Hello, I’ve been working on challenge as in topic and encountered confusing problem:
Here is my code with debugs inserted:
lst_updated = lst
print("lst: ", lst) #debug1
print("lst_updated: ", lst_updated) #debug2
for x in lst:
print("x to check: ", x) #debug3
if (x % 2 == 0):
print(x, " is even") #debug4
print(delete_starting_evens([4, 8, 10]))
Eventually I’ve replaced line 9 with :
lst_updated = lst_updated[1:]
and it works fine.
My question is: why does for loop skip one of the ‘lst’ values (8) during the iteration?
Any modification of ‘lst_updated’ (even inside the loop) should have zero impact on iteration process imo.
When you comment
lst_updated.pop(0) line iteration proceeds as expected.
the problem originates in my attempt to create a list copy:
lst_updated = lst.copy()
solves all the problems, however there has to be some difference between how lst_updated.pop(0) and lst_updated = lst_updated[1:] work.
Hey there and welcome to the forums!!
As you discovered it has to do with your copy. In Python any assignment done involves a pointer to the object in question. Let’s say you create a list named
a, and it is stored at position 5 (for simplicity). If you assign a new variable
b to equal
b = a than b points to that same spot in memory:
If you were using say a (integer/string/tuple) this wouldn’t cause any weird behavior because these are non mutable (they can’t be changed), any action on
b will create a new variable and not effect
a. However something like a list can be mutated, so an action on
>>> a = [1, 2, 3]
>>> b = a
So what’s different between
b = b[1:]?
We’re using an assignment in the latter, yet not it the former. While the
.pop() method modifies the original object, a string slice returns a new one. We don’t actually modify the original, we make a copy following certain parameters and return that.
Now as you saw we can preserve the original list by making a full copy of it using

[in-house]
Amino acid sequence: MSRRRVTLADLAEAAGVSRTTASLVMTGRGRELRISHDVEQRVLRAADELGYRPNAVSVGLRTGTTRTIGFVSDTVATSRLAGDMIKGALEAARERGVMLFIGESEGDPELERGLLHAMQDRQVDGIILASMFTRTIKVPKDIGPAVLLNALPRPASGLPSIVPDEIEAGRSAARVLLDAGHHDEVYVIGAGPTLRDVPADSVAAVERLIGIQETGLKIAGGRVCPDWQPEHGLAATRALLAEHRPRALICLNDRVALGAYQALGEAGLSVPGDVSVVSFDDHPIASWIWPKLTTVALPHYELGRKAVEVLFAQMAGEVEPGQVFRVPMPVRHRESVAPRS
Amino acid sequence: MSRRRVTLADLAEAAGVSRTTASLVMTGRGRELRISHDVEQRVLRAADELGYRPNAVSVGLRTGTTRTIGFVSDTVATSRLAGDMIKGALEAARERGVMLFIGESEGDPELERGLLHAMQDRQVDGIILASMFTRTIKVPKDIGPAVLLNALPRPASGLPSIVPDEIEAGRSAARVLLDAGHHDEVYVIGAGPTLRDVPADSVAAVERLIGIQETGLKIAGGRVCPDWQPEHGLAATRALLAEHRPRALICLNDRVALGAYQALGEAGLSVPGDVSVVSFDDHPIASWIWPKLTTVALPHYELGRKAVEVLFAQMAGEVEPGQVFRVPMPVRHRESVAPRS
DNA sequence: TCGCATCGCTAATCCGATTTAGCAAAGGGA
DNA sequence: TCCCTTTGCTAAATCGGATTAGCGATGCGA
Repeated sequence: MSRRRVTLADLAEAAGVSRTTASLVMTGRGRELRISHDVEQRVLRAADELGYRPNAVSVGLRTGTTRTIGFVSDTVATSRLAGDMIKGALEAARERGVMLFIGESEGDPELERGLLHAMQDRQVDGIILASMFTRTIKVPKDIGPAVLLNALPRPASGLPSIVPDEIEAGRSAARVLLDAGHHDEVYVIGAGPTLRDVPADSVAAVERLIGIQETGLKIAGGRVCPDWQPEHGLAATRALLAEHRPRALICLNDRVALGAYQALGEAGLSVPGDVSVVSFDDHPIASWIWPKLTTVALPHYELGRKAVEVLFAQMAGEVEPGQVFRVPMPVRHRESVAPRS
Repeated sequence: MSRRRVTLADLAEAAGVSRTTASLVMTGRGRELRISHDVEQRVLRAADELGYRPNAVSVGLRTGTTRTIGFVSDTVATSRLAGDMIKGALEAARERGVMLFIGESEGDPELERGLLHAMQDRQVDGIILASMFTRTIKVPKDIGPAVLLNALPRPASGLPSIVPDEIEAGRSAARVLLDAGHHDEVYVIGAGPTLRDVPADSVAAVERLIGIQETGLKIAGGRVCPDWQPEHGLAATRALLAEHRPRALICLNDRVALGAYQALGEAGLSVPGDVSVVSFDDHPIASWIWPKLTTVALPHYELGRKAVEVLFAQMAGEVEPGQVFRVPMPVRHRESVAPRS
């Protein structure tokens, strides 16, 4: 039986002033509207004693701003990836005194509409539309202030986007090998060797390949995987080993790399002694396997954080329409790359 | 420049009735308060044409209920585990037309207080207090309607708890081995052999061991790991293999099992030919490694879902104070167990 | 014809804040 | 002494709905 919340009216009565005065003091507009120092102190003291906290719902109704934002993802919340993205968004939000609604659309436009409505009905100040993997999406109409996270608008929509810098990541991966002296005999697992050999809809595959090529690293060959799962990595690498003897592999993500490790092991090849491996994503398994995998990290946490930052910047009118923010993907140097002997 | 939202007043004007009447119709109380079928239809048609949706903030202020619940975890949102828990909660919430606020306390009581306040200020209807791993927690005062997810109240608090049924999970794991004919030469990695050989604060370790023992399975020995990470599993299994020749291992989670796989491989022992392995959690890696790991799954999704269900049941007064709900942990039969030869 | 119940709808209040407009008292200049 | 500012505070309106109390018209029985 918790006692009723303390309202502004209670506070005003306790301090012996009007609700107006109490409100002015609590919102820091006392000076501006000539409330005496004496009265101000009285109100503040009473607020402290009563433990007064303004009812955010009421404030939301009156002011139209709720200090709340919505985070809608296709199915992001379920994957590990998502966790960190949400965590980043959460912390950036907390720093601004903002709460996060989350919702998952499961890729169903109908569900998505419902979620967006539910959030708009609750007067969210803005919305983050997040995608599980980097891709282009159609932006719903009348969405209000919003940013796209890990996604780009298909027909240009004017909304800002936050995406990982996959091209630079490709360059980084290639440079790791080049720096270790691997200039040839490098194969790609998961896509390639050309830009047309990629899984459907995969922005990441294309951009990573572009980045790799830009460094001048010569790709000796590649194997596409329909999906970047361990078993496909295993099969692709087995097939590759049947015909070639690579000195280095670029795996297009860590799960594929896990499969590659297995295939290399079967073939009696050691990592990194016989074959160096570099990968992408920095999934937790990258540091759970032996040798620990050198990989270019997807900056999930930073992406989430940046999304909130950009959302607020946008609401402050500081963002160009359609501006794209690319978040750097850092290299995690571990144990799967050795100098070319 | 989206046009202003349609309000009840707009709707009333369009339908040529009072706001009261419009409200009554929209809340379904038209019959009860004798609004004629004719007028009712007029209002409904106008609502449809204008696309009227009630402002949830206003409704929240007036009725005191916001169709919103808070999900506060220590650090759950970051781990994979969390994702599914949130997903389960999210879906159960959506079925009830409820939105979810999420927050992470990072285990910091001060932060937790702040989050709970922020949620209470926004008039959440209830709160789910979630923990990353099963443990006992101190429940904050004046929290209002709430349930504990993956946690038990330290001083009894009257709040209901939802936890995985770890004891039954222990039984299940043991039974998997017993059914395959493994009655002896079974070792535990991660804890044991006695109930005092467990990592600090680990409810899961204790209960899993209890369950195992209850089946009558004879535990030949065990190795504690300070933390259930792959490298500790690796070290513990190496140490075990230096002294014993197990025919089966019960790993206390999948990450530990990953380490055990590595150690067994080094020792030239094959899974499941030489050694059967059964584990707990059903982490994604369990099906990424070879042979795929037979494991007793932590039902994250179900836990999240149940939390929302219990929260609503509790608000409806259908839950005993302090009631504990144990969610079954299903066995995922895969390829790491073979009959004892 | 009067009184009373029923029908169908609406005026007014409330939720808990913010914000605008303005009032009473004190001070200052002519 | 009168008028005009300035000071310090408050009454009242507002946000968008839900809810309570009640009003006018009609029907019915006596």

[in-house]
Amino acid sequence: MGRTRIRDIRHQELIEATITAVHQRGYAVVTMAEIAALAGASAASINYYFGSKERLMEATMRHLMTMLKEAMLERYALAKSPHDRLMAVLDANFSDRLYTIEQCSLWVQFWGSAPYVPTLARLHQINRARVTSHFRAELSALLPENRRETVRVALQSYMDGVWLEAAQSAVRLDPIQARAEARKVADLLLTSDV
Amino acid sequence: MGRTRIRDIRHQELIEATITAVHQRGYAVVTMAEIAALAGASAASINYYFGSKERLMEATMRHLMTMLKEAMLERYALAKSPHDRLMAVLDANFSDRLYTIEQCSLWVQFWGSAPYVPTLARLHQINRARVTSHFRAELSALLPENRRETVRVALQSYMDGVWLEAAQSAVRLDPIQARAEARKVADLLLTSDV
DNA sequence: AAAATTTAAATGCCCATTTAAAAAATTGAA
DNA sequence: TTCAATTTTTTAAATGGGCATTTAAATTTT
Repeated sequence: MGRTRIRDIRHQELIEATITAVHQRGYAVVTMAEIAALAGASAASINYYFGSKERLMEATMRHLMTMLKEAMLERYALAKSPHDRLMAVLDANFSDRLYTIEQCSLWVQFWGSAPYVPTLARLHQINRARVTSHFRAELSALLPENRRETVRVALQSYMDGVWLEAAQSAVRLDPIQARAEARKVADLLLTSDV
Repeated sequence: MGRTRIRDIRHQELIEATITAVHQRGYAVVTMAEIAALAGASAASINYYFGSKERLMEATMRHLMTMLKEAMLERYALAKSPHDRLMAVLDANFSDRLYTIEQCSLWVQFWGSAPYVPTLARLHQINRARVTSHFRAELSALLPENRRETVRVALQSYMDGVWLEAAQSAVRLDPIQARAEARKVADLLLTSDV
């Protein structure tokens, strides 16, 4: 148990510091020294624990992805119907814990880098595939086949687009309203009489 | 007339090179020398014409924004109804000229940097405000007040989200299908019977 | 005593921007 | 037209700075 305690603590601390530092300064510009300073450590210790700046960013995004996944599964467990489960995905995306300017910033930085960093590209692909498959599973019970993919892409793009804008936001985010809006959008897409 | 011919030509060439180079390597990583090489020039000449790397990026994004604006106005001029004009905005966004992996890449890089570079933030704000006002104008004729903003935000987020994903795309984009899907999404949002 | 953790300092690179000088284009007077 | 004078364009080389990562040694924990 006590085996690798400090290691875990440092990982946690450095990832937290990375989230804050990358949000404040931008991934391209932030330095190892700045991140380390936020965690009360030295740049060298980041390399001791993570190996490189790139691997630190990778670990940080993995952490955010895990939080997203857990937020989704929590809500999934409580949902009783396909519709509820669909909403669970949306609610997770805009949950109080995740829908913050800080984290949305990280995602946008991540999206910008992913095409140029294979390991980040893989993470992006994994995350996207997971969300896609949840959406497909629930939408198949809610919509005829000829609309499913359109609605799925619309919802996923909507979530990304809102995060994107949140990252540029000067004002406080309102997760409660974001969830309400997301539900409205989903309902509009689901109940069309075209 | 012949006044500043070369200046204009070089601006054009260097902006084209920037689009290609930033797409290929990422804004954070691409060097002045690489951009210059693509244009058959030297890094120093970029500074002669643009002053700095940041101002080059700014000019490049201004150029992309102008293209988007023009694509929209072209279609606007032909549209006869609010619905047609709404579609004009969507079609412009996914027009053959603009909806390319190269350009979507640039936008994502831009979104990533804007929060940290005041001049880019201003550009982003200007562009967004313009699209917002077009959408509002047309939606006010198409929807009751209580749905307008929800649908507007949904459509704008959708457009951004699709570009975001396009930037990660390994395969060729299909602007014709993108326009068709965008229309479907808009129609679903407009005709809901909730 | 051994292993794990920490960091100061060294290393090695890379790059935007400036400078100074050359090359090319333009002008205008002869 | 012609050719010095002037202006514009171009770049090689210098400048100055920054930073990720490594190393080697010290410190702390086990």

list(lst), however making a copy like this is not the most efficient. Suppose we have a list that’s thousands of numbers long and only the last number is odd? Copying the original and then modifying the rest might not be the best idea. Instead we could loop read through the list, and when we find the first odd, return a slice of that point through the rest of the list.
Up to you if you want to look at one way or not.
for i in range(len(lst)):
if (lst[i] % 2):
Hello. I am just staring learning Phyton. Can anybody help me to understand why the does not work. What did I miss?
for num in lst:
while num % 2 == 0:
if num % 2 == 1:
print(delete_starting_evens([4, 8, 10, 11, 12, 15]))
Hello @codeslayer51797, welcome to the forums!
The problem here occurs because you’re using a
while loop inside a
for loop. The problem is that the first iteration of your
for loop sets
num equal to the first element of the list. Then, your nested
while loop will continue to
remove items from the list indefinitely (if
num is even).
This happens because the
while loop condition is checking if
num is even, and since
num stays the same (assuming the first element of the list is even, and therefore
num is even), your
while loop will continue looping until the
remove() function throws an error saying that there’s no instance of
As an aside, it’s considered bad practise to modify the list you’re iterating through, as it can lead to some very weird behaviour.